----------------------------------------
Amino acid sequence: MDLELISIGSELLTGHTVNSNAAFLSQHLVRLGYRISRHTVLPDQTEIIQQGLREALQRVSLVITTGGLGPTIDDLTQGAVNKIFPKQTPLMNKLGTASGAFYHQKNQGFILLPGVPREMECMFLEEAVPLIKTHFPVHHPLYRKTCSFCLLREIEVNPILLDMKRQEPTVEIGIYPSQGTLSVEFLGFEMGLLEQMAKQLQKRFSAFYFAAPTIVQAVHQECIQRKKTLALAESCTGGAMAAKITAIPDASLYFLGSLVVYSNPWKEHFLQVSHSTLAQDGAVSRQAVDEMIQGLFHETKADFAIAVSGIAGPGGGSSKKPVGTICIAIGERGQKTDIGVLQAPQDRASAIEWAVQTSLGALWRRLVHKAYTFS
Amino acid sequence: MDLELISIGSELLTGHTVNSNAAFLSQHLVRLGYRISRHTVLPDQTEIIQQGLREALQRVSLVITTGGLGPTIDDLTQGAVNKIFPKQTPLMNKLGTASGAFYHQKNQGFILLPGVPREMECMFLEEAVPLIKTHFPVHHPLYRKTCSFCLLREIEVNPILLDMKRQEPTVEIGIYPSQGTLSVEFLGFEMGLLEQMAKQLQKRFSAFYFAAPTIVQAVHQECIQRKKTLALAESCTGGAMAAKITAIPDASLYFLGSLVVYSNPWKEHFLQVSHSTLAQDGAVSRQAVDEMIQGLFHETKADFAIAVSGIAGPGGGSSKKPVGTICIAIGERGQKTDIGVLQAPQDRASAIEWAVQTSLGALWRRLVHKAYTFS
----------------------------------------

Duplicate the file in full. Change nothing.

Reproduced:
Amino acid sequence: MDLELISIGSELLTGHTVNSNAAFLSQHLVRLGYRISRHTVLPDQTEIIQQGLREALQRVSLVITTGGLGPTIDDLTQGAVNKIFPKQTPLMNKLGTASGAFYHQKNQGFILLPGVPREMECMFLEEAVPLIKTHFPVHHPLYRKTCSFCLLREIEVNPILLDMKRQEPTVEIGIYPSQGTLSVEFLGFEMGLLEQMAKQLQKRFSAFYFAAPTIVQAVHQECIQRKKTLALAESCTGGAMAAKITAIPDASLYFLGSLVVYSNPWKEHFLQVSHSTLAQDGAVSRQAVDEMIQGLFHETKADFAIAVSGIAGPGGGSSKKPVGTICIAIGERGQKTDIGVLQAPQDRASAIEWAVQTSLGALWRRLVHKAYTFS
Amino acid sequence: MDLELISIGSELLTGHTVNSNAAFLSQHLVRLGYRISRHTVLPDQTEIIQQGLREALQRVSLVITTGGLGPTIDDLTQGAVNKIFPKQTPLMNKLGTASGAFYHQKNQGFILLPGVPREMECMFLEEAVPLIKTHFPVHHPLYRKTCSFCLLREIEVNPILLDMKRQEPTVEIGIYPSQGTLSVEFLGFEMGLLEQMAKQLQKRFSAFYFAAPTIVQAVHQECIQRKKTLALAESCTGGAMAAKITAIPDASLYFLGSLVVYSNPWKEHFLQVSHSTLAQDGAVSRQAVDEMIQGLFHETKADFAIAVSGIAGPGGGSSKKPVGTICIAIGERGQKTDIGVLQAPQDRASAIEWAVQTSLGALWRRLVHKAYTFS